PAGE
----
Not too shabby for two days of work.
But that’s really what consumers are seeing on the surface. There’s really a lot going on under the water where the real monstrous iceberg is revealed.
Most people would be able to identify the basic costs of rental and manpower outside that of inventory costs. There’s also the cost of transport from (for example) Pahang to Singapore at about $100 per basket of durians.
There are many other hidden costs that are not so obvious.
For example, just because 300kg of durians are delivered to the seller does not mean that all 300kg are grade A mao shan wang. This means that not all of them would be able to fetch the retail price near the upper threshold of the market price at that point in time.
You see, when the farmers pick out durians to be sent to sellers or exported to Singapore, they basically focus on two factors:
- Physical damage
It is no exaggeration to say that if a durian is not too small and is not physically damaged like having worm holes or being cracked open, then it would be thrown into the basket for sending to the purchaser.
On arrival at the durian stall, sellers would then sort out the durians and grade them accordingly which would determine the ultimate selling price to their patrons.
It is totally possible that only 20% of the arrivals end up qualifying as Grade A. And it is totally possible that 20% or more of the durians get categorized as wastage.
This wastage could be due to them not meeting the sellers’ standards or the durians might have cracked open from being knocked about during transit or being dropped when transferred.
An honorable seller might sell these “wastage” at a low price and be upfront with customers about them being inadvertently cracked open. These can go as low as below $10/kg.
Yes, I’m talking about MSW. I have personally purchased these durians at $8/kg before.
Then there are the shrewd sellers who would dehusk these durians and package them in a vacuum box and continue to sell them at top prices…
This is why buying from a box is really a gamble. Especially when you are paying top dollar.
Then consider that when a fresh batch of durians arrive at the stall, the seller has at most 3 days to sell them in tip top condition. Otherwise, the fruits start degrading in quality or go bad which would lead to a loss or a personal durian feast at home.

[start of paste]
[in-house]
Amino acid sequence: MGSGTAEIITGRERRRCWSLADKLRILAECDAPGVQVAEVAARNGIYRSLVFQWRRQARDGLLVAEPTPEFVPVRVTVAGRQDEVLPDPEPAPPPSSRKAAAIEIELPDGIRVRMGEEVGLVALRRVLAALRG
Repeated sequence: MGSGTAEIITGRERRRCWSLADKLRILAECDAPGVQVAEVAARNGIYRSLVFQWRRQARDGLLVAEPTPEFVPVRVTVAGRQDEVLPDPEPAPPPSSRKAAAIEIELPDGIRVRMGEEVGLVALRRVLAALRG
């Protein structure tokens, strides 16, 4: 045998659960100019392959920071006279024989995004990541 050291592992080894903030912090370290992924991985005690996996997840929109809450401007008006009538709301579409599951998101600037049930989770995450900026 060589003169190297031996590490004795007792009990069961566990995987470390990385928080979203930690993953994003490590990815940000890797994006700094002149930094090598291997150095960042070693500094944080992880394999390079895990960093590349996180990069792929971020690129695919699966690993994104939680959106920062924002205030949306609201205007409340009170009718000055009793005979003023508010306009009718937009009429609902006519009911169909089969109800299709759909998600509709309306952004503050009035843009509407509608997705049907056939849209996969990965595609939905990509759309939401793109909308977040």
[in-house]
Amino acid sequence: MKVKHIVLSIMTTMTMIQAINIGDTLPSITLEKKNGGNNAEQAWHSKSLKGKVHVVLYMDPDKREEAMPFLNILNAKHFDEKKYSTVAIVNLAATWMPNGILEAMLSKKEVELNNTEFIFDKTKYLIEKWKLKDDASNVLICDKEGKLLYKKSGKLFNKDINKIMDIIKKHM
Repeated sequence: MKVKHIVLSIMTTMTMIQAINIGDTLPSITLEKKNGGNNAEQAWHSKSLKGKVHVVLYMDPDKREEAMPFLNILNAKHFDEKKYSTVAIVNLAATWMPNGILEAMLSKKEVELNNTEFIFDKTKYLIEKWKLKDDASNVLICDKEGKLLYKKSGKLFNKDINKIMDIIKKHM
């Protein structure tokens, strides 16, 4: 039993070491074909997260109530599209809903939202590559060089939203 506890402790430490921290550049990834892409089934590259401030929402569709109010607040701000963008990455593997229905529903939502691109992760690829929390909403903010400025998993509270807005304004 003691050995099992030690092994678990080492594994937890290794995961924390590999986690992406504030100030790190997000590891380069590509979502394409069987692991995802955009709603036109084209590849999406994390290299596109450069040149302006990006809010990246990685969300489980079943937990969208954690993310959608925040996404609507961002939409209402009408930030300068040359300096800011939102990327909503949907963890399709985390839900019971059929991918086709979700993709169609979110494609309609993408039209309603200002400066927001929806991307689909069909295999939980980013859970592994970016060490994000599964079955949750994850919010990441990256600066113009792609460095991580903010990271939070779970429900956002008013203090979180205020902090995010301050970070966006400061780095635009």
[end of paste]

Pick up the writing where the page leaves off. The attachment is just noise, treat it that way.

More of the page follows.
It’s a risky business.
Either way, the longer the durians stay unsold, the lower the price sellers would sell them for.
Imagine a small operation importing $4,000 of musang king and being left with $1,000 worth of stock… and they would devalue with every minute they remain unsold… and go to zero tomorrow…
It’s makes more sense to recoup any amount of money possible rather than suffer maximum losses.
Assuming that the $1,000 leftover is all condemned, and the other $3,000 of inventory was sold at double the costs of goods, resulting in $6,000 in gross sales, and therefore $2,000 in gross profit. There’s not a lot of margin left to pay the workers, utilities, logistics, etc.
And at this point, any profits made from their operations is not exactly money in the bank because sellers need to use those funds from sales to buy more durians… and repeat the process all over again. Every purchase is a risk as durians have a short shelf life.
It’s a cash flow business.
So really. While I feel somewhat disgusted that consumers have to pay about twice the cost that sellers pay to bring in the durians, when you look at the business side of things, we can conclude that high prices for premium musang kings are justified to a certain degree.
The silver lining is that when there is a huge supply glut, prices do go down as we saw with our own eyes in 2018.
And if you are still not happy at paying exuberant prices for premium durians, you can still wait for the peak seasons when prices are at their lowest points in the year.
Above all else, remember that if you are paying top prices, there’s absolutely nothing wrong with demanding top quality and service.